Domingo Villar’s Vigo police inspector Leo Caldas has a somewhat easier time working out a relationship with his father. Caldas’ father is still in fairly good health and is living out something he’s wanted to do since the death of his wife. He’s a vintner who’s developed his skill to the point where he’s making some decent wine. So Caldas doesn’t (yet) have to deal with difficult decisions about care for his father, or managing his father’s financial matters. But it’s still a somewhat delicate relationship at times. Caldas’ father loves his son and wants him to be well and take care of himself. And yet he knows that Caldas is an adult who doesn’t want his parents managing his life. For his part Caldas knows that his father is getting older and won’t be able to manage the vineyard alone indefinitely. He gets concerned about his father living alone and trying to manage things without a lot of help. And yet he also knows that his father wouldn’t consider moving to Vigo – the pace of life is too fast for him there. Caldas’ interactions with his father form a really fascinating part of this series (at least in my opinion).

One of the fictional adult child/older parent relationships I like best (so do feel free to differ with me if you do) is the relationship between Tarquin Hall’s Delhi private investigator Vishwas ‘Vish’ Puri and his mother Mummy-ji. Puri loves his mother and treats her with the respect that a ‘properly brought up’ son should. It’s obvious that he cares very much about her. At the same time though, he wants her to live the ‘typical’ (if there is one) life of an ageing, retired woman. He most certainly doesn’t want her getting involved in any investigation. That however doesn’t suit Mummy-ji at all. And as we learn in The Case of the Man Who Died Laughing she’s quite an able detective. In that novel she and her daughter-in-law Rumpi (Puri’s wife) attend a ‘kitty party’ where all of the guests put money into a kitty. A winner’s name is drawn and that guest takes home all of the money. During this particular party, a thief steals the kitty. But Mummy-ji finds a very clever way to identify the culprit. Mummy-ji lives her life exactly as she chooses without appearing to do so and the way Puri deals with that is an important ongoing thread through this series. So is their overall relationship.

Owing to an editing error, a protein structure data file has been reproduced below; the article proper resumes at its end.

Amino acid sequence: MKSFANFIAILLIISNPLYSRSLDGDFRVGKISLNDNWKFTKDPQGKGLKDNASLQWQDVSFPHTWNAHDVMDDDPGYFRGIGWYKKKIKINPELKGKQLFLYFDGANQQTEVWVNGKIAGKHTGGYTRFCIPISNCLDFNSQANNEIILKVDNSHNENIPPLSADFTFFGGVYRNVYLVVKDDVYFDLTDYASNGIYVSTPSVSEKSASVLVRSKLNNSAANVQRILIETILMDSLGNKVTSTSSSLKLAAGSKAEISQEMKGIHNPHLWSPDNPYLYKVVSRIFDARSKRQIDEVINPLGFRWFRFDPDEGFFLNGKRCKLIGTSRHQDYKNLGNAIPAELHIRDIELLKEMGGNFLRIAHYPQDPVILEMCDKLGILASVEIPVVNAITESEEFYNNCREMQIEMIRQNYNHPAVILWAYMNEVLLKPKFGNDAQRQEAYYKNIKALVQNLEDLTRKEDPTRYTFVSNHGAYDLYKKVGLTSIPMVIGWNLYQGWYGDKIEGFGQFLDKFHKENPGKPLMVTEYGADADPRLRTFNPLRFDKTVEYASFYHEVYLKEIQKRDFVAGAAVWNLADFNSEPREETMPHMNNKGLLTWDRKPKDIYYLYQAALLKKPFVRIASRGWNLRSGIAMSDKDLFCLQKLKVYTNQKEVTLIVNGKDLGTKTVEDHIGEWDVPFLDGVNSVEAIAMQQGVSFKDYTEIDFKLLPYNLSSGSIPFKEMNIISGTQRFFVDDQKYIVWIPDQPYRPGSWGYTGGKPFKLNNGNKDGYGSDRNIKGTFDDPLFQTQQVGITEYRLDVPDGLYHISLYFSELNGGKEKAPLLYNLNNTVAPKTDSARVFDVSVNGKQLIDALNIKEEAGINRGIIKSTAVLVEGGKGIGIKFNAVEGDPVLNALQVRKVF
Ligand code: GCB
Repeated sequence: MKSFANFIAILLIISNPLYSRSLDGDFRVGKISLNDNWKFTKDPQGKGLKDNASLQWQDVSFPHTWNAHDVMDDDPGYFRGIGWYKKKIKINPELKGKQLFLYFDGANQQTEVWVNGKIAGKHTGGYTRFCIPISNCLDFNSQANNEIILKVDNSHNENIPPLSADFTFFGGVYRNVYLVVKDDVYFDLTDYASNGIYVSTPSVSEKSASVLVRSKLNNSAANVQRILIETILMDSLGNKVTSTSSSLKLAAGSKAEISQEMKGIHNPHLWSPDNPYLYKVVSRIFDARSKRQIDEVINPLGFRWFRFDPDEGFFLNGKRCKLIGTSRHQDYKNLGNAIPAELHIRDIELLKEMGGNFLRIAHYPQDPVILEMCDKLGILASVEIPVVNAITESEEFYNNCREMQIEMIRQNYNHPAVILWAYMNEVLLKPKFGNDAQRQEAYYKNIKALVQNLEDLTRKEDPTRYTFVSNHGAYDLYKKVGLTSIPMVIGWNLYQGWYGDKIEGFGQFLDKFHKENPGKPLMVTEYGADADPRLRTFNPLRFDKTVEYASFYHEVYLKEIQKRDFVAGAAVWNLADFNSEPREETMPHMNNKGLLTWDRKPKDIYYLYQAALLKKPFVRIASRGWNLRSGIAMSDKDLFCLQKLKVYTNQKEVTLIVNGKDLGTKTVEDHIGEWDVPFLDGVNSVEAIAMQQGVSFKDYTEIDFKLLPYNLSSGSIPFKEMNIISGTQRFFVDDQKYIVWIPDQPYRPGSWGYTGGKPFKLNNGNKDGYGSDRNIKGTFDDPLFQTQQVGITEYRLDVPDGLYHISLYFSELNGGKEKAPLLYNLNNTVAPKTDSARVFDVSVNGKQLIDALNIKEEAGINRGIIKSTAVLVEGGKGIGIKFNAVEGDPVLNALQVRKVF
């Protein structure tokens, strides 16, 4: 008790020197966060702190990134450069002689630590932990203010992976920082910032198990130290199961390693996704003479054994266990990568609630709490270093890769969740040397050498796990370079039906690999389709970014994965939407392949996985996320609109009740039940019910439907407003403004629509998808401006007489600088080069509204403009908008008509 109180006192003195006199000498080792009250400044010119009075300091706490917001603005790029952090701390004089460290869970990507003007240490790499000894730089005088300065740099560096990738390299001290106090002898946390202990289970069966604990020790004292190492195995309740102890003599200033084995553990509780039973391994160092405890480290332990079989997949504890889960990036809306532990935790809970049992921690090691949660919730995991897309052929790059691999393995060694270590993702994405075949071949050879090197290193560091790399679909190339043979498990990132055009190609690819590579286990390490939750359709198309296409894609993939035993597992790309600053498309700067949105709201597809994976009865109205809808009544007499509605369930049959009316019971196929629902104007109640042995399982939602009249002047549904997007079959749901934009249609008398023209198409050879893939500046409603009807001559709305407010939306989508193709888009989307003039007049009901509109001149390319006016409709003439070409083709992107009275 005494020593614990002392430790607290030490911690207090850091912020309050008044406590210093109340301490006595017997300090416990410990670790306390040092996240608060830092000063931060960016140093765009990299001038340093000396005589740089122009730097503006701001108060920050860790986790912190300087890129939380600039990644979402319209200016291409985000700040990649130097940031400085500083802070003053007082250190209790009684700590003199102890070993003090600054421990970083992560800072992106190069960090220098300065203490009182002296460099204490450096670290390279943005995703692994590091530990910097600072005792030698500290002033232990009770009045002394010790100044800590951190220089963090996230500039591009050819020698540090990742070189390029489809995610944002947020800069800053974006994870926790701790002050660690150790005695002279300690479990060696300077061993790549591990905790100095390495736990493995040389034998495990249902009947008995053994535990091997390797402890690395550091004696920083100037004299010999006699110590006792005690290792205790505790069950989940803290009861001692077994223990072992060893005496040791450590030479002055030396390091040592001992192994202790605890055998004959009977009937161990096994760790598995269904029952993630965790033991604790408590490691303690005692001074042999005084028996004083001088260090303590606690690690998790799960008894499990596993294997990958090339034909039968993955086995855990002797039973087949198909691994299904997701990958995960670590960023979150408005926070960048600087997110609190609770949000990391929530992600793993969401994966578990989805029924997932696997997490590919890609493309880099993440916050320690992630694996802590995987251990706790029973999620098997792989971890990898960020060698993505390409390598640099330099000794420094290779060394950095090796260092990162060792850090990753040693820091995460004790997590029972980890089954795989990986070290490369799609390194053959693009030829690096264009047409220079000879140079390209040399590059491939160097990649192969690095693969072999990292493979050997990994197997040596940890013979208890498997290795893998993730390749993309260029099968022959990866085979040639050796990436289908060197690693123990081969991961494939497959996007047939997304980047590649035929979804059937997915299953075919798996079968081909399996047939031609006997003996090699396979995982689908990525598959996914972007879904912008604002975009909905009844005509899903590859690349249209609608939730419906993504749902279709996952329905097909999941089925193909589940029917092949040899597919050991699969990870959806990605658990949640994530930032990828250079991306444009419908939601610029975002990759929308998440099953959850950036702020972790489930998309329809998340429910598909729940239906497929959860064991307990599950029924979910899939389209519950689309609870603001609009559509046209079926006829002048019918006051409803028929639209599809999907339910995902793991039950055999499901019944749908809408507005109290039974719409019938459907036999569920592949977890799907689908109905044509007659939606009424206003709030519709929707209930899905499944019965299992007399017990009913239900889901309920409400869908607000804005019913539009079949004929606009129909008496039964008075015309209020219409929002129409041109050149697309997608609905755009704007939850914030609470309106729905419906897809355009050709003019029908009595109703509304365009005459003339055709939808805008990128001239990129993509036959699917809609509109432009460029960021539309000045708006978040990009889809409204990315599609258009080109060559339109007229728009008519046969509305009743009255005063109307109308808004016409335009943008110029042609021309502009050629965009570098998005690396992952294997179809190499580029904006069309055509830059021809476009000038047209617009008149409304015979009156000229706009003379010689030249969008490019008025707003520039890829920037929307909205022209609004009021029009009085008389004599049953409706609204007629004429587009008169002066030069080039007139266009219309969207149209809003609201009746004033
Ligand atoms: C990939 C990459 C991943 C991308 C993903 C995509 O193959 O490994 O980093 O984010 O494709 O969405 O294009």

There’s also a terrific depiction of an adult child/older parent relationship in Anthony Bidulka’s series featuring Saskatoon private investigator Russell Quant. For as long as Quant can remember his Ukrainian mother Kay has lived on the family farm in rural Saskatchewan. His relationship with her has always gone by certain ‘rules,’ but those ‘rules’ change in Flight of Aquavit when she decides to spend Christmas with him instead of with either of his siblings. The two hadn’t been very close but they are re-introduced to each other when she moves in for a few weeks. On the one hand Kay wants to take care of her son. She also doesn’t want to be beholden to him. So she cooks, cleans and so on. On the other she has her own ideas about what counts as ‘a decent meal’ and what counts as ‘clean’ and they aren’t always the same as Quant’s are. For his part, he suddenly finds himself in the position of being responsible for his mother’s well-being in a way he never was before. It’s clear that they love each other but their relationship has to be re-negotiated as the series goes on.

Gone are the days when most people died in their 60’s. Today adult children and their parents have to decide how they’ll work out their relationships. It’s an ongoing process and there aren’t a lot of ‘rules’ for how it should be done. That’s what makes it so challenging and so interesting.

 

Thanks Bernadette  for the inspiration. I know your post wasn’t exactly about ageing parents and their adult children but as always, you got me thinking. I’m grateful.

 

 
 

*NOTE: The title of this post is a line from the Alan Parson Project’s Games People Play.

22 Comments

Filed under Anthony Bidulka, Domingo Villar, Elizabeth George, Elizabeth Spann Craig, Henning Mankell, Tarquin Hall

22 responses to “Where do We Go From Here, Now That All of the Children Are Growin’ Up*

  1. Thanks Margot for the shout out and I’m happy to provide some inspiration for your always excellent posts. The book that was the subject of my post definitely did tackle this issue of how adult children and their fully functional but ageing parents can rub along together even though the film adaptation ignored this theme entirely. As someone who is tackling this very issue in my own life it did strike me that these kinds of relationships are relatively new because, as you say, it’s terribly recent that humans been living so long and so healthily.

    Aside from the excellent examples you have pulled from your encyclopaedia-like brain I think of Peter Temple’s TRUTH when thinking of this subject – the strained relationship that Stephen Villani has with his father is central to his character and is very realistic I think.